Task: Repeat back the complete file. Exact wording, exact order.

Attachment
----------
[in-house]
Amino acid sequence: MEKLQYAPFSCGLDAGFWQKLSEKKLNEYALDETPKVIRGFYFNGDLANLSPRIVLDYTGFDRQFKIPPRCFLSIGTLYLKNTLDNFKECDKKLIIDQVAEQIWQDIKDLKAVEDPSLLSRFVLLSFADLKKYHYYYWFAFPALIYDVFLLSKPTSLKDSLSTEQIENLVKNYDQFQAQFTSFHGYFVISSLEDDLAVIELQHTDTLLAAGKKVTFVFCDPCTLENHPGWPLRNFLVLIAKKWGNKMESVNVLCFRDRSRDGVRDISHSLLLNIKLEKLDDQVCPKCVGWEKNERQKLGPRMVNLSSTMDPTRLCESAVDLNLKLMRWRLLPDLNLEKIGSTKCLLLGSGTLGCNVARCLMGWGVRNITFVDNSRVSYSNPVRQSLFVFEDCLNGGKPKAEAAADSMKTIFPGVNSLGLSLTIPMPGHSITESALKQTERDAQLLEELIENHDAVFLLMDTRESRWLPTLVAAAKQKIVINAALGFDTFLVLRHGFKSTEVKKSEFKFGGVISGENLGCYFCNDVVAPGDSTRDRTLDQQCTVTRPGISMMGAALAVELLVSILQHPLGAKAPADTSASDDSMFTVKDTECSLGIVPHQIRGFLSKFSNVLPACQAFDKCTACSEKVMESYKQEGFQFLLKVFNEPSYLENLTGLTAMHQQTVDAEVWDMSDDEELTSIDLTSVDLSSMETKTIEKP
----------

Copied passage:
[in-house]
Amino acid sequence: MEKLQYAPFSCGLDAGFWQKLSEKKLNEYALDETPKVIRGFYFNGDLANLSPRIVLDYTGFDRQFKIPPRCFLSIGTLYLKNTLDNFKECDKKLIIDQVAEQIWQDIKDLKAVEDPSLLSRFVLLSFADLKKYHYYYWFAFPALIYDVFLLSKPTSLKDSLSTEQIENLVKNYDQFQAQFTSFHGYFVISSLEDDLAVIELQHTDTLLAAGKKVTFVFCDPCTLENHPGWPLRNFLVLIAKKWGNKMESVNVLCFRDRSRDGVRDISHSLLLNIKLEKLDDQVCPKCVGWEKNERQKLGPRMVNLSSTMDPTRLCESAVDLNLKLMRWRLLPDLNLEKIGSTKCLLLGSGTLGCNVARCLMGWGVRNITFVDNSRVSYSNPVRQSLFVFEDCLNGGKPKAEAAADSMKTIFPGVNSLGLSLTIPMPGHSITESALKQTERDAQLLEELIENHDAVFLLMDTRESRWLPTLVAAAKQKIVINAALGFDTFLVLRHGFKSTEVKKSEFKFGGVISGENLGCYFCNDVVAPGDSTRDRTLDQQCTVTRPGISMMGAALAVELLVSILQHPLGAKAPADTSASDDSMFTVKDTECSLGIVPHQIRGFLSKFSNVLPACQAFDKCTACSEKVMESYKQEGFQFLLKVFNEPSYLENLTGLTAMHQQTVDAEVWDMSDDEELTSIDLTSVDLSSMETKTIEKP